Greek Sculpture, Idealism, & Realism
What were the different phases of ancient Greek Art?
There were many phases from the 16th century, until the Greeks were defeat at the hand of the Romans in 31 BC.
Mycenaean Art occurred from roughly 1550 to 1200 BC on the Greek mainland. Although the Mycenaean and Greek cultures were two separate entities, they occupied the same lands, successively. The Mycenaean learned a few things from the Greeks, including how to build gates and tombs.
Besides architectural explorations including Cyclopean masonry and tombs, the Mycenaean's were awesome goldsmiths and potters. They raised pottery from merely functional to beautifully decorative, and segued right out of the Bronze Age into their own insatiable appetite for gold.
Around 1200 and the Homeric fall of Troy, the Mycenaean culture dwindled and died, followed by an artistic phase known both as Sub-Mycenaean and/or the "Dark Ages". This phase, lasting from c. 1100 - 1025 BC, saw a bit of continuity with the previous artistic doings, but no innovation.
From c. 1025 - 900 BC, the Proto-Geometric phase saw pottery beginning to be decorated with simple shapes, black bands and wavy lines. Additionally, both technique in creating, and shapes of pots were being refined.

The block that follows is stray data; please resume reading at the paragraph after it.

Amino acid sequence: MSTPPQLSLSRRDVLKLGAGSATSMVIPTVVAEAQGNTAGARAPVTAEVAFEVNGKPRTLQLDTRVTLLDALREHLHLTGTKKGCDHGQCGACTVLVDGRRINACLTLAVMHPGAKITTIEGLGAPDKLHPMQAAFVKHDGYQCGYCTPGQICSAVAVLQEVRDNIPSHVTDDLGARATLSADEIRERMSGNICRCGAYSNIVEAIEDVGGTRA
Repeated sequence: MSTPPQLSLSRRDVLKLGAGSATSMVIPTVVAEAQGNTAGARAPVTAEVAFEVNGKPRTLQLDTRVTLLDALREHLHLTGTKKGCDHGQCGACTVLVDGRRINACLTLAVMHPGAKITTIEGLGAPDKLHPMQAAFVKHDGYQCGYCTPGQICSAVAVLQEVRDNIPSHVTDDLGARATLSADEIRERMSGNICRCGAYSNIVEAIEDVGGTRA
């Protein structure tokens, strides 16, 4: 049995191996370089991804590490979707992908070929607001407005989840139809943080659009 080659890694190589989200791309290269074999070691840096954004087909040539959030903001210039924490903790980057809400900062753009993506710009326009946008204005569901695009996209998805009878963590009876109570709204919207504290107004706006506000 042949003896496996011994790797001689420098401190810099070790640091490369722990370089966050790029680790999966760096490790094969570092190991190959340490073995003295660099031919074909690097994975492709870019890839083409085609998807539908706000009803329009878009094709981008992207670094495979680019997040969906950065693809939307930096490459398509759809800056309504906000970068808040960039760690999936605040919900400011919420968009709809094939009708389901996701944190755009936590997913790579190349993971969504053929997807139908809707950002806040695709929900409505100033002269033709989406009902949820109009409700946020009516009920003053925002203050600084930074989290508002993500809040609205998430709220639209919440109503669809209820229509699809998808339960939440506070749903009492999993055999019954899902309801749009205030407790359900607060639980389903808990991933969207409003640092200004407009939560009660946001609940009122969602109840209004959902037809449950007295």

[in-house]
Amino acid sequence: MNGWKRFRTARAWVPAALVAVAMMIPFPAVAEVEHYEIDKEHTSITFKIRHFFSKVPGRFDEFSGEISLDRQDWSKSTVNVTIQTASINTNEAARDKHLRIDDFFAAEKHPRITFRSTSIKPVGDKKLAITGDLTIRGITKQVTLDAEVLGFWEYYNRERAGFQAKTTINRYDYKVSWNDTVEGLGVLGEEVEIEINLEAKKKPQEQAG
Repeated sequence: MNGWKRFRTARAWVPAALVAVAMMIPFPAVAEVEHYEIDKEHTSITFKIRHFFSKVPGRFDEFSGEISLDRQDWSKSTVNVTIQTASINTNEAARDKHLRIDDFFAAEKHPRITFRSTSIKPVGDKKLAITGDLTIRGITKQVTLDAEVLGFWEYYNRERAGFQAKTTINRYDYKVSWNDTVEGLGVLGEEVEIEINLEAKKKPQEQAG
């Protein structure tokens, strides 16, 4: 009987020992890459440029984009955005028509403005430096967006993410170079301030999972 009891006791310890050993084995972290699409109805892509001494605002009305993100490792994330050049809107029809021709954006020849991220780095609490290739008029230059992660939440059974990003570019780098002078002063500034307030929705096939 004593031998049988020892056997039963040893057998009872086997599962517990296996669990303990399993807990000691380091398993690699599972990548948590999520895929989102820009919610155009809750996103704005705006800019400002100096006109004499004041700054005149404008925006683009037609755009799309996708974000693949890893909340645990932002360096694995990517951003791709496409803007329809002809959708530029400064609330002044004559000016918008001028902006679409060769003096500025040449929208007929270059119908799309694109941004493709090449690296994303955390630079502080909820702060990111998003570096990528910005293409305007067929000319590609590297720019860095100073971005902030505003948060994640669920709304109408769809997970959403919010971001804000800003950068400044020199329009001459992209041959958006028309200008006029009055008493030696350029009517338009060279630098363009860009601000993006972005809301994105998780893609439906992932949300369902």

Geometric Art has been assigned the years of 900 - 700 BC. Its name is utterly descriptive of the art created during this phase. Pottery decoration moved beyond simple shapes to also include animals and humans. Everything, however, was rendered with the use of simple geometric shapes.
Archaic Art, from c. 700 - 480 BC, began with an Orientalizing Phase (735 - 650 BC). In this, elements from other civilizations began to creep into Greek art. The elements were those of the Near East
The Archaic phase is best known for the beginnings of realistic depictions of humans and monumental stone sculptures. It was during the Archaic...